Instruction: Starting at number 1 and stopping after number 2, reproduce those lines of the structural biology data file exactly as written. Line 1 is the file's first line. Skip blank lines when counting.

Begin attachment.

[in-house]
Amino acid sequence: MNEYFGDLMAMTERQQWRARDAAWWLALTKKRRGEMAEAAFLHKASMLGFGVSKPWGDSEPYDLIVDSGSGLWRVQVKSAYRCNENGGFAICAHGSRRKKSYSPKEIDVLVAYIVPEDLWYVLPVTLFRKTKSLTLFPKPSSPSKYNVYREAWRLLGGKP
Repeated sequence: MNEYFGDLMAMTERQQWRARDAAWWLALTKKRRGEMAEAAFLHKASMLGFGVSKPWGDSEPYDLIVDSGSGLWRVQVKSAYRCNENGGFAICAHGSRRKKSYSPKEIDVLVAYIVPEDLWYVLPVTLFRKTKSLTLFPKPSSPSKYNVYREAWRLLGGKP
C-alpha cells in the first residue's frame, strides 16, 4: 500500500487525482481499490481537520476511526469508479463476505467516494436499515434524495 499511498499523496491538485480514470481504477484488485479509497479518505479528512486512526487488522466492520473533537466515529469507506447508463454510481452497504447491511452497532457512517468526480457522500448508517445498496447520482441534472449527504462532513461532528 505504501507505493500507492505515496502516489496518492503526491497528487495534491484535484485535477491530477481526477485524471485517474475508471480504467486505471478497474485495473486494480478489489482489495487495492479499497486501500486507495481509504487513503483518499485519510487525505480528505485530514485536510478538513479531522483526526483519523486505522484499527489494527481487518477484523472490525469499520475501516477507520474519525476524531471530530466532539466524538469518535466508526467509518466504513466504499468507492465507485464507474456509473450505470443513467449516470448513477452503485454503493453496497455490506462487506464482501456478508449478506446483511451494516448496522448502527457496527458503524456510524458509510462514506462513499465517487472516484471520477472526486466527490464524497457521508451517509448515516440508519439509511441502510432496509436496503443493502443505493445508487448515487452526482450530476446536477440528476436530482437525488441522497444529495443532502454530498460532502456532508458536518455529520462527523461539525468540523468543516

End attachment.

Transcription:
[in-house]
Amino acid sequence: MNEYFGDLMAMTERQQWRARDAAWWLALTKKRRGEMAEAAFLHKASMLGFGVSKPWGDSEPYDLIVDSGSGLWRVQVKSAYRCNENGGFAICAHGSRRKKSYSPKEIDVLVAYIVPEDLWYVLPVTLFRKTKSLTLFPKPSSPSKYNVYREAWRLLGGKP